Hitman 2 review

Hitman 2 review

29/11/2018 0 By Danielle Grounds

Hitman 2 released a couple of weeks ago. Warner Bros are now at the publishing helm and they’ve done away with the episodic format of the last game, choosing this time to release all of the locations from the beginning. This made a lot of people happy, but I have to confess I really quite liked the fact that a new location only became available every month or so in the last game. It gave me the opportunity to really get to know each level and perfect my killing technique. I was worried that releasing it all in one big package would take away some of what I loved about Hitman.

 

The good news (for me at least) is that even though all of the levels are available from the moment you install them, you aren’t forced into playing them in order. So there’s nothing to stop you from just replaying a level over and over before moving on if you so choose.

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Now some might argue that the snippets of story you get at the end of each level will make you want to push on into the next level immediately, but luckily for me, I found the cutscenes to be boring enough to ignore. Don’t get me wrong, the story is interesting, but for some reason, the devs have decided to cheap out on the animation this time around so we are presented with what is essentially a series of still pictures as someone narrates the story over them. No facial animations or anything.

 

I’m not saying this is a big problem, but it is fairly jarring. It caused a disconnect for me – it was a moment that leads me to put the controller down and pottering about whilst I just listened to the story being told. By the time I picked the controller back up the urge to continue to the next level in order to hear more of the story wasn’t as strong as my need to replay a level until I have achieved the highest level of mastery.

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It probably goes without saying but if you didn’t like the Hitman game that was released a couple of years ago, you’re not going to like 2. Hitman 2 very much treads the same path as the last one, but why not? For those of us that enjoyed Hitman, this game is perfect, offering us more levels and more contracts for us to explore inventive ways of killing the targets.

 

The levels in Hitman 2 are amazing. From the very first level, Hawke’s Bay – which is essentially a tutorial level – the game just feels so polished and you can see the effort that has gone into creating levels that feel alive. Moving on to the Miami level confirms that but for me it was the next level, Santa Fortuna that absolutely blew my mind. It is huge and packed with a myriad of ways to exterminate the three targets. Plus this level allows you to disguise as a hippie, complete with tie-dye and bare feet. Perfect.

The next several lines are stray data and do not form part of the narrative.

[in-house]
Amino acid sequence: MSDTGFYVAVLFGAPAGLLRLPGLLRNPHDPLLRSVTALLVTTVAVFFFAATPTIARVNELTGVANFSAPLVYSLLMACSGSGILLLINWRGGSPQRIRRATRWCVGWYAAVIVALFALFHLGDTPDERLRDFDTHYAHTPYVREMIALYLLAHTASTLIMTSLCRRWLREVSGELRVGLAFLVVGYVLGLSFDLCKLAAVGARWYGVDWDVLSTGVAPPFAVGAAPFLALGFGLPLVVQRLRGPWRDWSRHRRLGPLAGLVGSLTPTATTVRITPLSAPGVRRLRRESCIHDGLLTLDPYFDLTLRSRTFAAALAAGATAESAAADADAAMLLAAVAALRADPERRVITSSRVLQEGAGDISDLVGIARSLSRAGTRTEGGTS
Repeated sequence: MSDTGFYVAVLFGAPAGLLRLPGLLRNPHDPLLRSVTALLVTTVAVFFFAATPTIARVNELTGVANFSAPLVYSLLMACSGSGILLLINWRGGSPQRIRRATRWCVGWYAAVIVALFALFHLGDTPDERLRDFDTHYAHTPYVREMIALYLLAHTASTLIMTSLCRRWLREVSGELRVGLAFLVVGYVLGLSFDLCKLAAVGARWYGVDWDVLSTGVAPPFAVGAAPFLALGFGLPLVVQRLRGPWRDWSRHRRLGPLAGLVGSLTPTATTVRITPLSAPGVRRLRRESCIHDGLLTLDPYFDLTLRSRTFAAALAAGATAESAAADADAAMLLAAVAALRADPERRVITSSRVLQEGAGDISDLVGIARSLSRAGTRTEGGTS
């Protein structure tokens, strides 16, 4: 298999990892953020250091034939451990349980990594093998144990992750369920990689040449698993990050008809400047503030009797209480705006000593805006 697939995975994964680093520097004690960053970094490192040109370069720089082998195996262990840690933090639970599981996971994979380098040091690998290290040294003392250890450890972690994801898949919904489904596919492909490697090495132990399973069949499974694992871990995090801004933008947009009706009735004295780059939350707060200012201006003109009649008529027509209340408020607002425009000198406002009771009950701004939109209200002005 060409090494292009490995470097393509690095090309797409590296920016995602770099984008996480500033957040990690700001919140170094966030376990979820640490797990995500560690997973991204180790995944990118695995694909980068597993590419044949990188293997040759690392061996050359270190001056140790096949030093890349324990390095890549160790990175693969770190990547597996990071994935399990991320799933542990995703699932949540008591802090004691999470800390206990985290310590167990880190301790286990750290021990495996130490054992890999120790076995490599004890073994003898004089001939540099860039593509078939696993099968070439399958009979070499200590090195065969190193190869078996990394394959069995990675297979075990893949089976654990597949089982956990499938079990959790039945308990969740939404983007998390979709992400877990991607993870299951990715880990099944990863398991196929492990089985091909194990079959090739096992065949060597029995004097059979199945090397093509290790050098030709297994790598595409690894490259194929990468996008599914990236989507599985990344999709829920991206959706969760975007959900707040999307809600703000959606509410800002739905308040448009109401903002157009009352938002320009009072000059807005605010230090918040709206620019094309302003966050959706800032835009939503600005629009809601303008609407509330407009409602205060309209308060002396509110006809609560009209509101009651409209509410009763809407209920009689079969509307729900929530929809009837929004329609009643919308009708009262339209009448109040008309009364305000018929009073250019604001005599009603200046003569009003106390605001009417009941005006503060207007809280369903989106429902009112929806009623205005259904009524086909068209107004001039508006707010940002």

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The Elusive Contracts are a big draw for me. I became obsessed with them in the last game but grew frustrated at the small window in which you could take them out. Elusive Contracts are time-sensitive as a new target will show up at a certain level for a set period of time. In the old game, it was usually no more than 72 hours and it isn’t always possible for everyone to play within those set times. This time the first Elusive Contract has gone live and we were given two weeks. I hope this longer timeframe is going to continue.

 

I do wish there was a way for players to revisit Elusive Contracts though. I have now killed Mark Faba (played by the legendary Sean Bean) and I’d love to be able to go back and see the other ways I could have done it. I wonder whether it could be possible to implement a way in which only players first attempt at the target counts towards their score and any unlocks. This way it wouldn’t make any difference to the leaderboard, or the tension that these contracts create. You’d play it again just for fun. I would, anyway.

Hitman 2 review

 

 

 

Hitman 2 offers a huge amount of value for money, as long as sandboxes are your thing. Essentially you’re given a target, a huge level and a load of tools to experiment with. Go stealth if you want, or just equip explosives and guns and blaze through the level. Whatever works for you. That’s the beauty of these games – there’s no set way to do anything. Yeah, there are Mission Stories available in each level but you don’t have to do them if you don’t want to.

 

If you owned Hitman then you can import the levels from that game into Hitman 2, complete with slightly upgraded graphics and the chance to get all of the achievements again. Hitman 2 doesn’t necessarily feel like a true sequel, more like an expansion. This isn’t necessarily a bad thing, it just means that the devs aren’t trying to reinvent the wheel, which in my opinion is a good thing. Change isn’t always for the best and I definitely think Hitman 2 is all the better for sticking to what they knew it was good at.

 

Launch Trailer

 

 

Hitman 2

9

Final Score

9.0/10